Monday, March 5, 2012

wrapping up my day in iga

After checking out Ueno Park the next place I wanted to visit was Iga's Teramachi. I didn't know what a teramachi was I just thought it would be an area full of old buildings. I really like architecture from centuries ago because they are always so beautiful and quaint. Anyways once I got there I just realized it was a street full of temples which makes sense since teramachi means temple town. We got kind of lost trying to find the Teramachi because our map wasn't very detailed and only had streets labelled in English. However there were hardly any street signs to be seen and if there was any, they weren't in English so I don't know how people expect us to find places with this disconnect between the information provided and what is actually in the real world. Anyways we ended up finding our way to the Ueno Tenjingu Shrine and still couldn't see anything that looked like it would be the Teramachi. After wandering some more we finally asked someone who pointed us in the right direction. The street you need to go down is outside of the Tenjingu Shrine area. If you are at the side entrance to the temple area you need to make a left and then left again at the intersection.

side entrance you need to exit from
The street you need to go down terminates at the wall of the Tenjingu Shrine which should make it easier since you only have one direction to go down. After a couple of shops you will make a right turn after a bank and that will be the start of the Teramachi. You'll know you've arrived if you see this huge sign board which can't be seen from the street until you've actually made that right turn... again how useful!

teramachi street guide - only in japanese
The Teramachi of Iga consists of seven temples. I will attempt to label each one properly but since I forgot the order I went to each one that might prove a little problematic.. Oh well if you're in the area I'm sure you'll check out all of them at once anyways. At this point all the temples were closed so you couldn't go inside but the grounds were still open so we could still check out the exterior and all the different shrines they had which is all I'm really interested in anyways. It was crazy to see so many temples all in a row and each one of them had such different architecture. The cool thing I noticed is that the monks and nuns or whoever maintains the temples lived in a separate compound on the temple grounds. The housing complexes themselves were pretty big and looked really nice on their own. I'm not sure if I've ever seen temples in Taiwan having such huge residential compounds on the premises... I'm not actually sure what religion these temples practice but I assume it is a mix of Shintoism and Buddhism.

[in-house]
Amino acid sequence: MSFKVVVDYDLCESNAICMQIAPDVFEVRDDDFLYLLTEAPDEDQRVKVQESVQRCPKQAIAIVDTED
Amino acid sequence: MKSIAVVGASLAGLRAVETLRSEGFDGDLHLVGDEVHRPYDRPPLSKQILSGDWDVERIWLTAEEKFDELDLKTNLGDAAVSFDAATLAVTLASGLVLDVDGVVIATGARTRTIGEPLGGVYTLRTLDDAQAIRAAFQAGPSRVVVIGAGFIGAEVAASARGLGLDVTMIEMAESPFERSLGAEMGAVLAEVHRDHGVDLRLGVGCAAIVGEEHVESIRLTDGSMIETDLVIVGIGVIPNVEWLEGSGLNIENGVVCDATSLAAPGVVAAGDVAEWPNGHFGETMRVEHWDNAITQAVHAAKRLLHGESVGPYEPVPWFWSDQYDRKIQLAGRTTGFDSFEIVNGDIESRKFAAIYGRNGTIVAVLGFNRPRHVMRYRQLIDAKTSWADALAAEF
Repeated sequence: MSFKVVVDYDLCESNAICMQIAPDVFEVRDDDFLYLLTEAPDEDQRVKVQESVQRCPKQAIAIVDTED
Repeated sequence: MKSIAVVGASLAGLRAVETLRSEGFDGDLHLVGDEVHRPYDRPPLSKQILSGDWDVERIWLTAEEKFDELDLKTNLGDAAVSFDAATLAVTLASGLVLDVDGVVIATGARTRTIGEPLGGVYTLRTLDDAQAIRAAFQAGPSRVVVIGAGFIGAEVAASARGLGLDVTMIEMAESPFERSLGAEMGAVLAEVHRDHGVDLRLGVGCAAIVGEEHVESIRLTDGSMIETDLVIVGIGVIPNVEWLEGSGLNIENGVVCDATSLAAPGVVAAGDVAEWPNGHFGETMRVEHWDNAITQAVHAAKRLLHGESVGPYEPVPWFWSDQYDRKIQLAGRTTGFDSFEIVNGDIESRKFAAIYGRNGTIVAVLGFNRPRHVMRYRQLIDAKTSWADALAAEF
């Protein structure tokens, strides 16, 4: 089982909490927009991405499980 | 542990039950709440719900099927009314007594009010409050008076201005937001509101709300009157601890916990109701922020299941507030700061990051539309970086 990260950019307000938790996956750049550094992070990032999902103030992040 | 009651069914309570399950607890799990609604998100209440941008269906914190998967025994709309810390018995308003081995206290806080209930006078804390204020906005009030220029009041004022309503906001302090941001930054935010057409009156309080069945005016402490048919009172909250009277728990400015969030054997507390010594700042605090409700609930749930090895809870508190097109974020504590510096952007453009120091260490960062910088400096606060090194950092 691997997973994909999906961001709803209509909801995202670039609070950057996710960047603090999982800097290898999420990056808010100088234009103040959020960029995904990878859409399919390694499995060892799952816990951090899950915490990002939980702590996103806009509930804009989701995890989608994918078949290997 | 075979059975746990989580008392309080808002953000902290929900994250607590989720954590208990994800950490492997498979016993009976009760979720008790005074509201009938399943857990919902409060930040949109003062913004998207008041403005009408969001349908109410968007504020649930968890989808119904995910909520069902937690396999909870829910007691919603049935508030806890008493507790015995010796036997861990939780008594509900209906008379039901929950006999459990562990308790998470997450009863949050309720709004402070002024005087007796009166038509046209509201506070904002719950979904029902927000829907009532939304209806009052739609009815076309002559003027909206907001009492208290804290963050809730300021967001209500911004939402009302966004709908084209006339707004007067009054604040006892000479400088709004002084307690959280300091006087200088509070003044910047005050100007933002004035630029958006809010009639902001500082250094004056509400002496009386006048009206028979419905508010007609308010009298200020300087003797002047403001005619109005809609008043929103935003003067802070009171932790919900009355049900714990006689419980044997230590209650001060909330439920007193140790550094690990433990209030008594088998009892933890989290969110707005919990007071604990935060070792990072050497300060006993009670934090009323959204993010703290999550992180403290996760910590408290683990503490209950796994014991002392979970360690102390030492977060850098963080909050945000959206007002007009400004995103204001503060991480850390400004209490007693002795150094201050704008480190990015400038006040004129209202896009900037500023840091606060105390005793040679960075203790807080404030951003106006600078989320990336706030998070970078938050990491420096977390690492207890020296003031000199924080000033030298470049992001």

Jyogyoji
Myotenji
Myotenji was weird in that the architecture was very new and modern. Not something I expected for a temple.

Myoshoji
Zenpukuin
Manpukuji
Nenbutsuji
Daichoji
I hope I labelled them correctly. I had to look through my pictures and try to figure out the angle they were taken and from that try to deduce on which side of the street they were on and then consult a map for the name... If anyone who can read Japanese can tell me if the romaji matches the Japanese on the signs that would be awesome! I'm looking at you Vinnie and Seiko!

While wandering around we randomly came across one of the storage sheds for the danjiri mentioned in my previous post.


There is even a sign that shows you which danjiri is located inside. The Danjiri Museum is actually designed to look like a danjiri shed which is pretty cool since it essentially acts like a danjiri shed. After getting a little lost trying to get back to the train station, we headed back to Tsu to eat some unagi! Tsu is known for having some excellent unagi restaurants so where better to try my first ever freshwater eel? Unagi is commonly served as unadon which is basically sliced eel served on a bed of rice. The sliced eel is actually known as unagi kabayaki which means grilled eel coated with a sweet sauce. They had just recently raised the prices for unagi so it was just my luck that I came when I did. The restaurant we went to is called Shintamatai and I basically got the cheapest dish of unagi that they had. For some reason unagi that was served separately from the rice was a lot more expensive...

the menu was only in japanese...

I got the small unagi meal that cost 945 yen and came with two slices of unagi. It came with a bowl of eel liver soup which tasted better than it sounds. The unagi was delicious and definitely worth the price. I can't believe I've never had unagi before this. There was also green tea which ehh I've never been much of a green tea drinker. I'm a black tea girl all the way!  So glad I'm getting exposed to different types of Japanese food besides sushi, ramen and katsu.

The Details
Shintamatei
hours: weekdays: 11:00-14:00 16:00-20:00  weekends & holidays: 11:00-20:00
closed on Mondays
tel: 059-224-0008
website: http://www.shintamatei.co.jp/index.html (japanese only)

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